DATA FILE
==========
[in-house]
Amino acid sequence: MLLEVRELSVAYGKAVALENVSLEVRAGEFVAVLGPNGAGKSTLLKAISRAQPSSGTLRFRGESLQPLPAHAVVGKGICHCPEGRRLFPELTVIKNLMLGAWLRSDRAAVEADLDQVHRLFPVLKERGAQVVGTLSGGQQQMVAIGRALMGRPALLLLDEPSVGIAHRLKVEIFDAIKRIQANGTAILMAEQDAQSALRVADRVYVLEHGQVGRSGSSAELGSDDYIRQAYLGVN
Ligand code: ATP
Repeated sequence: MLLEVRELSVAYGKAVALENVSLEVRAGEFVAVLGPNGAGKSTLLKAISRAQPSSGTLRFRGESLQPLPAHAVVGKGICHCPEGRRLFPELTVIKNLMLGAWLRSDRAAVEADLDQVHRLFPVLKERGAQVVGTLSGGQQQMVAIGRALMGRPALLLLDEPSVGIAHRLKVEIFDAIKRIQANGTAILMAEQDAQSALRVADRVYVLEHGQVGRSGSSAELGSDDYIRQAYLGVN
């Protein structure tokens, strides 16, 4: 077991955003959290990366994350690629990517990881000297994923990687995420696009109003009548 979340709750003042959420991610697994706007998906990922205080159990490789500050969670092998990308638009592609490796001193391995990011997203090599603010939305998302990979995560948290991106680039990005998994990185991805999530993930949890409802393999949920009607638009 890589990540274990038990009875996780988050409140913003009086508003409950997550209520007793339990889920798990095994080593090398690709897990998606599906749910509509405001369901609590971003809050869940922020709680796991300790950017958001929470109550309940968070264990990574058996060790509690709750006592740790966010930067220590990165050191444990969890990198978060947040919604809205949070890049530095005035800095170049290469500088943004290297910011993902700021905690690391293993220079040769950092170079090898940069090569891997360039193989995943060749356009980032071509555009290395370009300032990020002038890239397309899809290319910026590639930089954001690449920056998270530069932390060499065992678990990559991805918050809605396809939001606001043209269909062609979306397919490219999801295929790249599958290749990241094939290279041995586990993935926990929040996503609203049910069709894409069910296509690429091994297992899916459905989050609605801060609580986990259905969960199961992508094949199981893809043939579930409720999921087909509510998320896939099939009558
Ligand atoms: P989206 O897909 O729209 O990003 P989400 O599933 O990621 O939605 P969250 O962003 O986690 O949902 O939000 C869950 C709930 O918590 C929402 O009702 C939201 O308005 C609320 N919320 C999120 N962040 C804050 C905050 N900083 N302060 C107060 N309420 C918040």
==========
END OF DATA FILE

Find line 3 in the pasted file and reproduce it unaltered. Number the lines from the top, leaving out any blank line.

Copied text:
Ligand code: ATP